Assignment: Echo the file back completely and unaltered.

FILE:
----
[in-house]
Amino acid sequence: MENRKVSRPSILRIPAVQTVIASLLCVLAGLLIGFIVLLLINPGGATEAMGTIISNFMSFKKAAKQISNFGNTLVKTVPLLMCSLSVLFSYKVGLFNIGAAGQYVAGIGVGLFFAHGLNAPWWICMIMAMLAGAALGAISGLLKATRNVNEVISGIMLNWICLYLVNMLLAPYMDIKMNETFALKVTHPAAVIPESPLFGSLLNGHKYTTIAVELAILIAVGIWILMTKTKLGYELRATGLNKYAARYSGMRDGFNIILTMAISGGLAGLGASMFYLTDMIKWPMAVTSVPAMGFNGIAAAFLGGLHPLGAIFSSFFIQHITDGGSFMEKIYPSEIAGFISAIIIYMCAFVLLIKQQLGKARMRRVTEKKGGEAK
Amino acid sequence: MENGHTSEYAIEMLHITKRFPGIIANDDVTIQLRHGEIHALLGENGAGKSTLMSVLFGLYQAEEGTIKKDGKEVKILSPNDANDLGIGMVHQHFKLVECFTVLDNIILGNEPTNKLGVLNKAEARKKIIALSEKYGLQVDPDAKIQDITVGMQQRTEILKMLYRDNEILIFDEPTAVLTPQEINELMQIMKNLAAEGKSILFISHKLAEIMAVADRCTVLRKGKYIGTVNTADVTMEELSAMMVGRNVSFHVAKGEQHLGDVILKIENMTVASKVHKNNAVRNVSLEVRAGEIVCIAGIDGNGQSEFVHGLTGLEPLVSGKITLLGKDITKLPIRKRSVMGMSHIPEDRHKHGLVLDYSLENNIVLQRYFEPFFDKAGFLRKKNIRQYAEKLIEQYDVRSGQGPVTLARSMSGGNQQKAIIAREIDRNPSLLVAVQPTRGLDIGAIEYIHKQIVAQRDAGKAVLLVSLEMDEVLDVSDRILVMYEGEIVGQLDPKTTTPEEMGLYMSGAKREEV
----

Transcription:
[in-house]
Amino acid sequence: MENRKVSRPSILRIPAVQTVIASLLCVLAGLLIGFIVLLLINPGGATEAMGTIISNFMSFKKAAKQISNFGNTLVKTVPLLMCSLSVLFSYKVGLFNIGAAGQYVAGIGVGLFFAHGLNAPWWICMIMAMLAGAALGAISGLLKATRNVNEVISGIMLNWICLYLVNMLLAPYMDIKMNETFALKVTHPAAVIPESPLFGSLLNGHKYTTIAVELAILIAVGIWILMTKTKLGYELRATGLNKYAARYSGMRDGFNIILTMAISGGLAGLGASMFYLTDMIKWPMAVTSVPAMGFNGIAAAFLGGLHPLGAIFSSFFIQHITDGGSFMEKIYPSEIAGFISAIIIYMCAFVLLIKQQLGKARMRRVTEKKGGEAK
Amino acid sequence: MENGHTSEYAIEMLHITKRFPGIIANDDVTIQLRHGEIHALLGENGAGKSTLMSVLFGLYQAEEGTIKKDGKEVKILSPNDANDLGIGMVHQHFKLVECFTVLDNIILGNEPTNKLGVLNKAEARKKIIALSEKYGLQVDPDAKIQDITVGMQQRTEILKMLYRDNEILIFDEPTAVLTPQEINELMQIMKNLAAEGKSILFISHKLAEIMAVADRCTVLRKGKYIGTVNTADVTMEELSAMMVGRNVSFHVAKGEQHLGDVILKIENMTVASKVHKNNAVRNVSLEVRAGEIVCIAGIDGNGQSEFVHGLTGLEPLVSGKITLLGKDITKLPIRKRSVMGMSHIPEDRHKHGLVLDYSLENNIVLQRYFEPFFDKAGFLRKKNIRQYAEKLIEQYDVRSGQGPVTLARSMSGGNQQKAIIAREIDRNPSLLVAVQPTRGLDIGAIEYIHKQIVAQRDAGKAVLLVSLEMDEVLDVSDRILVMYEGEIVGQLDPKTTTPEEMGLYMSGAKREEV